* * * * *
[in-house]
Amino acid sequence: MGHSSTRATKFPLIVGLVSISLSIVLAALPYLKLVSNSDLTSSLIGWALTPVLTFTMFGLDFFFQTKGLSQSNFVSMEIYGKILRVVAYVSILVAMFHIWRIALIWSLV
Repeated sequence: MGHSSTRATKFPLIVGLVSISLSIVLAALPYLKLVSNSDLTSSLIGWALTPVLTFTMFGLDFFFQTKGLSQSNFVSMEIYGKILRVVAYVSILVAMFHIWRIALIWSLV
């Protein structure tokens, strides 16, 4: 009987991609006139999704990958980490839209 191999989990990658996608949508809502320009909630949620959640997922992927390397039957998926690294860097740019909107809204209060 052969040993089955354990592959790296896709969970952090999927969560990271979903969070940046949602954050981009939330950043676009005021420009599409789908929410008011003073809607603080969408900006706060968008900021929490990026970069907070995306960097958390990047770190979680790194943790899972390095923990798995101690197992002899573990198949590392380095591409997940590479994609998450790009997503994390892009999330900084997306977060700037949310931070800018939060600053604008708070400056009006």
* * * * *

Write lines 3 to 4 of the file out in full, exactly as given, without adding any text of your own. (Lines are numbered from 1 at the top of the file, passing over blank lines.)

Repeated sequence: MGHSSTRATKFPLIVGLVSISLSIVLAALPYLKLVSNSDLTSSLIGWALTPVLTFTMFGLDFFFQTKGLSQSNFVSMEIYGKILRVVAYVSILVAMFHIWRIALIWSLV
């Protein structure tokens, strides 16, 4: 009987991609006139999704990958980490839209 191999989990990658996608949508809502320009909630949620959640997922992927390397039957998926690294860097740019909107809204209060 052969040993089955354990592959790296896709969970952090999927969560990271979903969070940046949602954050981009939330950043676009005021420009599409789908929410008011003073809607603080969408900006706060968008900021929490990026970069907070995306960097958390990047770190979680790194943790899972390095923990798995101690197992002899573990198949590392380095591409997940590479994609998450790009997503994390892009999330900084997306977060700037949310931070800018939060600053604008708070400056009006």